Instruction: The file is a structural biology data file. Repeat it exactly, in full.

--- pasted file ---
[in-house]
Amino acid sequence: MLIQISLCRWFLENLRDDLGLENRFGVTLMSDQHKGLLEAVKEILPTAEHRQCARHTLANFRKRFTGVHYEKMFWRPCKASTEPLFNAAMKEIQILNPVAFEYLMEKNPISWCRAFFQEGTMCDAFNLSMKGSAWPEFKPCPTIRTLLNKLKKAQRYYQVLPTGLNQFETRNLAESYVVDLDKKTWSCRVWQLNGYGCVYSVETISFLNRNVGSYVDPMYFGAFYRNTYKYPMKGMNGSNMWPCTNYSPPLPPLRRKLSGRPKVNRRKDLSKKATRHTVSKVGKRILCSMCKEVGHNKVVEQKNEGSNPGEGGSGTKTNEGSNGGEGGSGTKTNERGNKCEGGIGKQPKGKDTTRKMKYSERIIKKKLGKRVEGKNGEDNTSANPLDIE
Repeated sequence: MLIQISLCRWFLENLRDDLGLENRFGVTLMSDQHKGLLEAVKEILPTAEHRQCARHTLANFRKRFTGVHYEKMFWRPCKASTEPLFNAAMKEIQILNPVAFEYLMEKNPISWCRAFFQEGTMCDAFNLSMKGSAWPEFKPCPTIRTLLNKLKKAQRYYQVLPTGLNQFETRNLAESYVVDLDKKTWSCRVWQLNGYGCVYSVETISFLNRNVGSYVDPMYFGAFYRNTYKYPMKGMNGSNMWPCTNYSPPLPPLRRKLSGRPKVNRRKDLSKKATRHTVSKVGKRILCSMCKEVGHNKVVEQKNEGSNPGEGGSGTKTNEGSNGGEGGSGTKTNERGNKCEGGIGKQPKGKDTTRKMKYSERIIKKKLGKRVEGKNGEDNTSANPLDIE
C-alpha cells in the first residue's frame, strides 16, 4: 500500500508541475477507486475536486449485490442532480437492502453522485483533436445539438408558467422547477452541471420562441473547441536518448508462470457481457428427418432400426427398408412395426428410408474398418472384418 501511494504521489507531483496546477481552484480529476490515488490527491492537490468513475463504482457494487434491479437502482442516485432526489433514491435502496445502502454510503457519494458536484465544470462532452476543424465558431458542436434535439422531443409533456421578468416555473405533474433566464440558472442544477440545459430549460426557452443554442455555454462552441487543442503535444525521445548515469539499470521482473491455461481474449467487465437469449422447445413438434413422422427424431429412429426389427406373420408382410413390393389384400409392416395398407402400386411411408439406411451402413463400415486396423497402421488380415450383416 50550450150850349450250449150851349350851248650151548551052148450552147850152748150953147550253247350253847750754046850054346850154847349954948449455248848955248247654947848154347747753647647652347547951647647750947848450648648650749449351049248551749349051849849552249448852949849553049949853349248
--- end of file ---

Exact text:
[in-house]
Amino acid sequence: MLIQISLCRWFLENLRDDLGLENRFGVTLMSDQHKGLLEAVKEILPTAEHRQCARHTLANFRKRFTGVHYEKMFWRPCKASTEPLFNAAMKEIQILNPVAFEYLMEKNPISWCRAFFQEGTMCDAFNLSMKGSAWPEFKPCPTIRTLLNKLKKAQRYYQVLPTGLNQFETRNLAESYVVDLDKKTWSCRVWQLNGYGCVYSVETISFLNRNVGSYVDPMYFGAFYRNTYKYPMKGMNGSNMWPCTNYSPPLPPLRRKLSGRPKVNRRKDLSKKATRHTVSKVGKRILCSMCKEVGHNKVVEQKNEGSNPGEGGSGTKTNEGSNGGEGGSGTKTNERGNKCEGGIGKQPKGKDTTRKMKYSERIIKKKLGKRVEGKNGEDNTSANPLDIE
Repeated sequence: MLIQISLCRWFLENLRDDLGLENRFGVTLMSDQHKGLLEAVKEILPTAEHRQCARHTLANFRKRFTGVHYEKMFWRPCKASTEPLFNAAMKEIQILNPVAFEYLMEKNPISWCRAFFQEGTMCDAFNLSMKGSAWPEFKPCPTIRTLLNKLKKAQRYYQVLPTGLNQFETRNLAESYVVDLDKKTWSCRVWQLNGYGCVYSVETISFLNRNVGSYVDPMYFGAFYRNTYKYPMKGMNGSNMWPCTNYSPPLPPLRRKLSGRPKVNRRKDLSKKATRHTVSKVGKRILCSMCKEVGHNKVVEQKNEGSNPGEGGSGTKTNEGSNGGEGGSGTKTNERGNKCEGGIGKQPKGKDTTRKMKYSERIIKKKLGKRVEGKNGEDNTSANPLDIE
C-alpha cells in the first residue's frame, strides 16, 4: 500500500508541475477507486475536486449485490442532480437492502453522485483533436445539438408558467422547477452541471420562441473547441536518448508462470457481457428427418432400426427398408412395426428410408474398418472384418 501511494504521489507531483496546477481552484480529476490515488490527491492537490468513475463504482457494487434491479437502482442516485432526489433514491435502496445502502454510503457519494458536484465544470462532452476543424465558431458542436434535439422531443409533456421578468416555473405533474433566464440558472442544477440545459430549460426557452443554442455555454462552441487543442503535444525521445548515469539499470521482473491455461481474449467487465437469449422447445413438434413422422427424431429412429426389427406373420408382410413390393389384400409392416395398407402400386411411408439406411451402413463400415486396423497402421488380415450383416 50550450150850349450250449150851349350851248650151548551052148450552147850152748150953147550253247350253847750754046850054346850154847349954948449455248848955248247654947848154347747753647647652347547951647647750947848450648648650749449351049248551749349051849849552249448852949849553049949853349248